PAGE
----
EmBAREassing Moment at the Onsen

Takaragawa Onsen, Minakami, Japan

Last Sunday found me gingerly tiptoeing across an icy bridge over a small mountain river…barefoot…and naked. It was one of those surreal Japan moments, an Alice in Wonderland trippy ‘Wow, what am I doing walking around in the snow at three in the afternoon with nothing but a thin towel I bought at the 100 yen shop?” type moments.

Before you go and get the wrong idea about me, I’d just like to make it clear that I was at an outdoor Onsen (think ‘spa’ but with natural volcanic hot springs instead of Jacuzzis) and in Japan, communal bathing sans clothing is how you roll.

So there I was, in this picturesque hot spring resort in the mountains, surrounded by snow and fir trees, a rushing river, cages of live black bears and…the very picturesque view of very fat, very naked, Japanese men.

Yes, I was at a mixed-gender Onsen, which roughly translates to “a few dozen men and four women sitting in a miniature swimming pool -sized bath tub. Outside. In the snow. Naked.”

And apparently there’s a sort of unspoken code of conduct for a mixed-gender Onsen, one that involves rules for appropriate and inappropriate behavior. Apparently, if you’re male, it’s perfectly acceptable to sit in the bath in your birthday suit or with a wash-cloth sized towel strategically placed across your lap. It’s inappropriate, however, for a female to do the same. If you’re female, you’re supposed to wrap a large towel around you and wear it mini-dress style wherever you go. Yes, even in the bath. Especially in the bath.

My Australian friend and I weren’t aware of these rules and weren’t even aware of our mistake until about 20 minutes after we’d settled into the bath, minus a towel, (dress size or otherwise). Most everyone I’ve told this story to have interrupted me at this point to exclaim incredulously: “How could you have not realized?!” But about 95% of the people in the Onsen were male and therefore towel-less and honestly, we spent most of that time trying very hard not to look at anyone and carry on a normal conversation, (as in “Ho hum, just another normal day, bathing outdoors in the middle of winter with a tub full of strangers.”).

It wasn’t until we noticed the creepy guy who was shadowing us, openly staring as we moved from bath to bath and the group of teenagers who kept darting over to our side of the bath, supposedly to admire the river view, that we realized something was amis.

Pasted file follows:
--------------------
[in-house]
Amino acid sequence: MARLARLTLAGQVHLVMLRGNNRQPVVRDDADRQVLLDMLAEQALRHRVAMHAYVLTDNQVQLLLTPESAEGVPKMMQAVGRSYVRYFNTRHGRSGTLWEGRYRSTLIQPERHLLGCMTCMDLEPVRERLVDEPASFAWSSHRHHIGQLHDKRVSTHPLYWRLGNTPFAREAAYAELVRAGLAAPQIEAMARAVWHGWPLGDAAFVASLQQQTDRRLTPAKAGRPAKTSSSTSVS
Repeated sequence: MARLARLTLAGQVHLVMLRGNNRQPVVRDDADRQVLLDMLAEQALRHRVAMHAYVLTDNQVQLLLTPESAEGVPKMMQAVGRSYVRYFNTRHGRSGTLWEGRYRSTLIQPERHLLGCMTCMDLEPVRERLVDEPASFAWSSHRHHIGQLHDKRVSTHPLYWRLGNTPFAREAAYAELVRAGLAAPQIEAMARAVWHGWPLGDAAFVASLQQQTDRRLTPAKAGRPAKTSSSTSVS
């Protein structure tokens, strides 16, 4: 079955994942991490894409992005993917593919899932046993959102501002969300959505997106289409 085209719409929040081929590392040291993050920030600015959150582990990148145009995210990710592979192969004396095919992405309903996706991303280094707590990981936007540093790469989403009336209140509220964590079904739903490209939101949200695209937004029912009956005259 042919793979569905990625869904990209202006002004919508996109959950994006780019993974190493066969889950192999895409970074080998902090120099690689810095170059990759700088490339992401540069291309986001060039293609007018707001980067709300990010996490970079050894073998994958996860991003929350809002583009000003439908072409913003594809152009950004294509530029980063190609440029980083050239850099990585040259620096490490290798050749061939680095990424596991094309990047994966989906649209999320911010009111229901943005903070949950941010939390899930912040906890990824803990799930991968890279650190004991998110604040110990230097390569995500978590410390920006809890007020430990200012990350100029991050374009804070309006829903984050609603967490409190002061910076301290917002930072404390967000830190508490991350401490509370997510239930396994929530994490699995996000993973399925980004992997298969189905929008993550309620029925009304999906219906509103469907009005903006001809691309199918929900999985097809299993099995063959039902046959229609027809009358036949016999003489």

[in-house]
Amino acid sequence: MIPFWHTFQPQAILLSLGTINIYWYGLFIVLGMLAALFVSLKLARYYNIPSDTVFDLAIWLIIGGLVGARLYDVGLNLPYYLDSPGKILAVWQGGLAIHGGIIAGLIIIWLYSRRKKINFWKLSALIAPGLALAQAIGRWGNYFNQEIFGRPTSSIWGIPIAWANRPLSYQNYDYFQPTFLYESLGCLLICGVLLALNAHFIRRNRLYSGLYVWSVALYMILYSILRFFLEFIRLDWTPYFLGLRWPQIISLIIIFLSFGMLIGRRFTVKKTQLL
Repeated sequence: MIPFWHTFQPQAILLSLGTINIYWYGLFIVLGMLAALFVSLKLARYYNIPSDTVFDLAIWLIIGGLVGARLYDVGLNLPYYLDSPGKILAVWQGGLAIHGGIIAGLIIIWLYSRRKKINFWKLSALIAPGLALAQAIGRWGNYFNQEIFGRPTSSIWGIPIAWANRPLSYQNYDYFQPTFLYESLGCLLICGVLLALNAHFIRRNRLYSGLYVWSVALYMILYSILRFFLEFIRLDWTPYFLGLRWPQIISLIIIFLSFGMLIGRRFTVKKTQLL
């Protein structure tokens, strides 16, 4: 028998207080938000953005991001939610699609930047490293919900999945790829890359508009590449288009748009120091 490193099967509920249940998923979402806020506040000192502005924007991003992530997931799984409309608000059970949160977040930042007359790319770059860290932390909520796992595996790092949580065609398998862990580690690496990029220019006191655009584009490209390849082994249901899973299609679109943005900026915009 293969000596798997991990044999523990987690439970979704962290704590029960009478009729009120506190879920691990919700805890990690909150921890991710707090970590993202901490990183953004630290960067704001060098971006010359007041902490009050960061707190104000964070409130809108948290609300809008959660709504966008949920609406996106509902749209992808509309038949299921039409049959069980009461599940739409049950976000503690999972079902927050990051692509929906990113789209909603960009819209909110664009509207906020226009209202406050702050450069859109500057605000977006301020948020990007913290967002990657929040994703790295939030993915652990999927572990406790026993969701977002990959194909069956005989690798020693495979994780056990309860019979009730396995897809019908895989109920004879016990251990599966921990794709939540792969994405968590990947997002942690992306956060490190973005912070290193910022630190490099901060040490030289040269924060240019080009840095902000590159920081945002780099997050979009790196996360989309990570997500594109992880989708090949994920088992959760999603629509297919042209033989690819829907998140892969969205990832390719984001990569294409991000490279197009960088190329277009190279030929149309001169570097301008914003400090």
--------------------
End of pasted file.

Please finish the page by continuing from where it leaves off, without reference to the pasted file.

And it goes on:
These weren’t normal “Hey look at that foreign looking person” looks, they were leers. Where were all the other women? we wondered aloud. And then we noticed them, huddled close together and very conservatively, very self-consciously fully covered.
Oops.
I swear, Japan needs to come with a handbook; some written instructions on how to survive here without making a complete ass of yourself.
The Immigration office gives you a watered down version of one when you apply for a visa. It’s this pamphlet of supposedly useful information that a newcomer to Japan might need to know. ‘What to do in the event of an Earthquake’, ‘How to Separate your Trash’, ‘Who to Call if You’re Feeling Suicidal’…that sort of thing. Not that any of that isn’t important, but what I would have loved to have received would’ve been a detailed booklet on the ‘do’s and don’t's’ of Japanese culture. Stuff that those overpriced guidebooks at Maruzen don’t cover. Like ‘Where to Buy 100 Yen beers in Tokyo’ or ‘How to Buy a Cellphone When You Don’t Have an Alien Registration Card’ or ‘How to Make a Tortilla Out of Japanese Supermarket Pancake Mix’. Important Stuff like that.
A friend and I were talking about writing a cookbook targeted towards Westerners living in Japan. It would feature recipes of Western food with substitute Japanese ingredients and what they are called and where you can find them. It was a joke thought up one drunken night when we tried to make a pie without an oven (there are no ovens here), but sometimes I think that we might have been on to something…
If you enjoyed this post, make sure you subscribe to my RSS feed!

Related posts:

  1. Adventure in Monkeyland
  2. Inexpensive Japanese Language School in Tokyo
  3. I’m Leaving Japan
  4. Five Ways to Save Money in Tokyo
  5. Follow the Crowd

Comments ( 19 )

  1. Anonymous

    Reannon, are you *SERIOUS*?!?!?!?
    Didn't someone, a staff member or a sign somewhere, tell you that women should wear a towel???
    Shan
    xx

  2. ジェン先生

    Ahahah! I have been there twice, and I have to say, I couldn't ever imagine not wearing the towel. I mean, it was instinctive to keep it wrapped around. Thanks for letting me know what happens when you don't have the towel ;-)

    Really enjoy your blog BTW!

    Jen, a non-leering girl in Tokyo

  3. Reannon

    Hi Shan,

    Long time no hear! Thanks for reading my blog...let's meet up sometime.

    Anyways, I didn't see a sign. But I didn't really look either.

    It wasn't really all that embarrassing...kinda hilarious really. We didn't stay very long.

    I heard from two other foreign girls who were there that same day that some creepy guy took a picture of them...haha.